The issue of children–as young as 2–being kidnapped, sexually abused, and forced to serve as camel jockeys in Dubai has been brewing for years. Even after a ban was heralded by human rights groups last year, the sheiks looked the other way at the practice throughout the UAE. Now, families of kidnapped children have filed a lawsuit to stop the slavery. And Dubai’s “progressive” ruling family is named as a top conspirator:
Dubai’s ruling family has been served with a class-action lawsuit in the United States accusing them of masterminding an international child slave trade to provide jockeys and attendants for the popular desert sport of camel-racing.
The suit names both Sheikh Mohammed bin Rashid al-Maktoum, the crown prince of Dubai, and his brother, Sheikh Hamdan bin Rashid al-Maktoum, as being “the most active participants” in the slave trade, which was described and denounced in a US State Department report on human trafficking last year.
According to the suit, as many as 30,000 boys from South Asia and Africa could have been victimised in what it calls “one of the greatest humanitarian crimes of the last 50 years”.
“Because camel racing is extremely dangerous and arduous, especially for children,” the suit says, “the Arab sheikhs would not make their own children jockeys and trainers. The sheikhs instead bought boys who had been abducted and trafficked across international boundaries and enslaved as young as two years old…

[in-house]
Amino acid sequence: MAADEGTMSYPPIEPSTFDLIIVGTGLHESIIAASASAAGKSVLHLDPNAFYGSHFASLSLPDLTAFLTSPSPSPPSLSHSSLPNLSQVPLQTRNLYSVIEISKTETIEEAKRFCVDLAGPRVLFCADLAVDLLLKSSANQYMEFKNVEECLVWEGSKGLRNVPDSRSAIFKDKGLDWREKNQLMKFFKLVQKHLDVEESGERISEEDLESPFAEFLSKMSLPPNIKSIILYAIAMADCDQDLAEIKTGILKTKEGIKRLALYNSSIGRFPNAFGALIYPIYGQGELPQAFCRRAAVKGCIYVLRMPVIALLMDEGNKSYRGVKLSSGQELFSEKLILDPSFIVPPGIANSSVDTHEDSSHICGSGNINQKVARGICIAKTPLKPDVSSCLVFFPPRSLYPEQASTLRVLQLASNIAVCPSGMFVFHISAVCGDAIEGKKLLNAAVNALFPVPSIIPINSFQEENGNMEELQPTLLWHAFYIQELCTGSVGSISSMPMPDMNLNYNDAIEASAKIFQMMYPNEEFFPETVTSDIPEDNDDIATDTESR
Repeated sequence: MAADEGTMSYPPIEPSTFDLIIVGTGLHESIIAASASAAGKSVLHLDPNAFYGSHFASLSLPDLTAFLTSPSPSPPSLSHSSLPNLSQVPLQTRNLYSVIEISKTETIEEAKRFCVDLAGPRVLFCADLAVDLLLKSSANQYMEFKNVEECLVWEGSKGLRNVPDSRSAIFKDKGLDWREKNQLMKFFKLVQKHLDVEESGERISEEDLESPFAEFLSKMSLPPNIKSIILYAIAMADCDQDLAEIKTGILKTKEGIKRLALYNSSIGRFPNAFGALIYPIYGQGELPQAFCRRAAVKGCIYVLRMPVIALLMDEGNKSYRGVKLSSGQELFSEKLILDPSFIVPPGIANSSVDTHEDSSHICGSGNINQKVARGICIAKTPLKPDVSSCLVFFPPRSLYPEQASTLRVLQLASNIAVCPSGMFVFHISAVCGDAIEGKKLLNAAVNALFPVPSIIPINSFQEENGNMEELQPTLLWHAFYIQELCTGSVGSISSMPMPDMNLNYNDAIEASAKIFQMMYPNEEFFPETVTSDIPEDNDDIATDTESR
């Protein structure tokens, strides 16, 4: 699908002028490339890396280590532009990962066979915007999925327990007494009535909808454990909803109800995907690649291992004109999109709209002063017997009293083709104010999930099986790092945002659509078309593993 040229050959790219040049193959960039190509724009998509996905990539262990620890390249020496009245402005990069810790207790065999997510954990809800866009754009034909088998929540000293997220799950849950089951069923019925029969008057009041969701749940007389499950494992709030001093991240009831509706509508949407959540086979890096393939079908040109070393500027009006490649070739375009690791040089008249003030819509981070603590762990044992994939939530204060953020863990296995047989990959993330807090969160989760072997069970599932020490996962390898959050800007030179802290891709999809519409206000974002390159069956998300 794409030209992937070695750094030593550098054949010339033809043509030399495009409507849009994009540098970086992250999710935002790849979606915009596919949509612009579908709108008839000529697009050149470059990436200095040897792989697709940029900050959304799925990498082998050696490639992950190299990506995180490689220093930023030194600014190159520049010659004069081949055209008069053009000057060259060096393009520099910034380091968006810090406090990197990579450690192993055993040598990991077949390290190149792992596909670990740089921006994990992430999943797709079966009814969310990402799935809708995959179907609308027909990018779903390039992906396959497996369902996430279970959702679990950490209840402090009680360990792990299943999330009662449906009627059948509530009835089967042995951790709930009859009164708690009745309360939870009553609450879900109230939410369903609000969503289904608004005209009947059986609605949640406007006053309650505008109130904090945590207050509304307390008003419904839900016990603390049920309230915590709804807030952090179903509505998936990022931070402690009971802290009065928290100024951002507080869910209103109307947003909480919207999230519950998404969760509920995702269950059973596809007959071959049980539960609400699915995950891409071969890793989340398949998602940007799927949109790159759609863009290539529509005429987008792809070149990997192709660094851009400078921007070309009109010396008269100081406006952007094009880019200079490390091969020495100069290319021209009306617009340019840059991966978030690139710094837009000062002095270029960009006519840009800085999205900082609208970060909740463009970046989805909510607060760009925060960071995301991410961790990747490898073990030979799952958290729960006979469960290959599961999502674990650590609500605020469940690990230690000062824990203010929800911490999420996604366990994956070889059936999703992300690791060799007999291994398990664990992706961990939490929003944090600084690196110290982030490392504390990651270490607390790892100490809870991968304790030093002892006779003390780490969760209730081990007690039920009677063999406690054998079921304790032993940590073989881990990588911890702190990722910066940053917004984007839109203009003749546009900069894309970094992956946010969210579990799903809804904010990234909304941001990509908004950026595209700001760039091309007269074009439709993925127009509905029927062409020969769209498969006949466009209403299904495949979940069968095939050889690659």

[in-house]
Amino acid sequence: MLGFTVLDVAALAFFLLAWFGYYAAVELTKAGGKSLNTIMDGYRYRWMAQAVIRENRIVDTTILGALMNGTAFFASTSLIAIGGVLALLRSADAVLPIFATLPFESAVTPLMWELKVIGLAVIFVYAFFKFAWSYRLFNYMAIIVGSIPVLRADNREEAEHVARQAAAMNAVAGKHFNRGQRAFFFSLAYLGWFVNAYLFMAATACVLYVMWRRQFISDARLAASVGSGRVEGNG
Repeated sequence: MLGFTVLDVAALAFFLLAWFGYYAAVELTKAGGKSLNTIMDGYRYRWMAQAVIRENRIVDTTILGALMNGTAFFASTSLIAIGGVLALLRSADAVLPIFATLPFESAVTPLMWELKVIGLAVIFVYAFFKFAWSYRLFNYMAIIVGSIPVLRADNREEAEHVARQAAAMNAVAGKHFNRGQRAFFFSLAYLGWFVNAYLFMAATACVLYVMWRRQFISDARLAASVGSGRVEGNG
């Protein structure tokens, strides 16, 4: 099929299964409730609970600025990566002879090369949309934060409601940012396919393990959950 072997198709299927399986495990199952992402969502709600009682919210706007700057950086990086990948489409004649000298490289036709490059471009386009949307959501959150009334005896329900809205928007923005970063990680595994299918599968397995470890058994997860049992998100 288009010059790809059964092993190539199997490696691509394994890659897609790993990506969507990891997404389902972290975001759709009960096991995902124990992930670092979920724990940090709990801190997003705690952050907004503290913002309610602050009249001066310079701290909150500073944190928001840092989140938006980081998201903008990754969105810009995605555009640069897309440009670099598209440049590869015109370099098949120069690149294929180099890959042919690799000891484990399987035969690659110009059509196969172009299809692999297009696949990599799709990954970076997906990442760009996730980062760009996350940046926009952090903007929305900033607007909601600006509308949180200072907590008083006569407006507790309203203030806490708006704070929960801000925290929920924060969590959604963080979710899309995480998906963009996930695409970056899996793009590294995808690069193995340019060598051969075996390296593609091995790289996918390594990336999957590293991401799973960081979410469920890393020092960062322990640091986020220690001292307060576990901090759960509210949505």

“The defendants robbed parents of their children and boys of their childhoods, their futures and sometimes their lives, for the craven purposes of entertainment and financial gain.”
The suit identifies six families as plaintiffs in the suit, although it does not name them. The case is being brought under the Alien Tort Statute, which dates back 200 years but has become a popular means to redress wrongs taking place far outside the borders of the United States.
The suit was filed in federal court in Miami, because the Maktoums have vast horse farm holdings in Florida – part of a multi-billion dollar investment they have in the US, ranging from sporting pursuits to hotels, residential buildings, health care facilities and Dubai Ports World, the company that tried unsuccessfully to take over six leading US ports last year.
By the way, my apologies if you are trying to read this post from Dubai. Readers and friends tell me this blog is still banned there after all this time.